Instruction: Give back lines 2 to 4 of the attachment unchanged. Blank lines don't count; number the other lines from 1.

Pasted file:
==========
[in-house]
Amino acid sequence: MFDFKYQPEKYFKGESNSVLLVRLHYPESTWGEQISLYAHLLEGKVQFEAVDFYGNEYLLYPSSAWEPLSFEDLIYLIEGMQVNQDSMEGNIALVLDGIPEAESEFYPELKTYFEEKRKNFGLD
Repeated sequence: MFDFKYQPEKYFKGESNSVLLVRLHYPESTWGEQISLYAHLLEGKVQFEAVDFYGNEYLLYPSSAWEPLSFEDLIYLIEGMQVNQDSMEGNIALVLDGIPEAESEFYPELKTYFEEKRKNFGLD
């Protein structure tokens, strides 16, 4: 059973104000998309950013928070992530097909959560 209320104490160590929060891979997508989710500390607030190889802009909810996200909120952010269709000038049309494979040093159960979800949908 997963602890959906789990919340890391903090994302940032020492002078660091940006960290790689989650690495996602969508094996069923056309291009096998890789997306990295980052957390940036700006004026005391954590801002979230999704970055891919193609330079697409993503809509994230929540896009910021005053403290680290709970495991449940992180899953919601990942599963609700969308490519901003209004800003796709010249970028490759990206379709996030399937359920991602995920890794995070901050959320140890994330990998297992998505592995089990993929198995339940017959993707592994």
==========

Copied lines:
Amino acid sequence: MFDFKYQPEKYFKGESNSVLLVRLHYPESTWGEQISLYAHLLEGKVQFEAVDFYGNEYLLYPSSAWEPLSFEDLIYLIEGMQVNQDSMEGNIALVLDGIPEAESEFYPELKTYFEEKRKNFGLD
Repeated sequence: MFDFKYQPEKYFKGESNSVLLVRLHYPESTWGEQISLYAHLLEGKVQFEAVDFYGNEYLLYPSSAWEPLSFEDLIYLIEGMQVNQDSMEGNIALVLDGIPEAESEFYPELKTYFEEKRKNFGLD
């Protein structure tokens, strides 16, 4: 059973104000998309950013928070992530097909959560 209320104490160590929060891979997508989710500390607030190889802009909810996200909120952010269709000038049309494979040093159960979800949908 997963602890959906789990919340890391903090994302940032020492002078660091940006960290790689989650690495996602969508094996069923056309291009096998890789997306990295980052957390940036700006004026005391954590801002979230999704970055891919193609330079697409993503809509994230929540896009910021005053403290680290709970495991449940992180899953919601990942599963609700969308490519901003209004800003796709010249970028490759990206379709996030399937359920991602995920890794995070901050959320140890994330990998297992998505592995089990993929198995339940017959993707592994």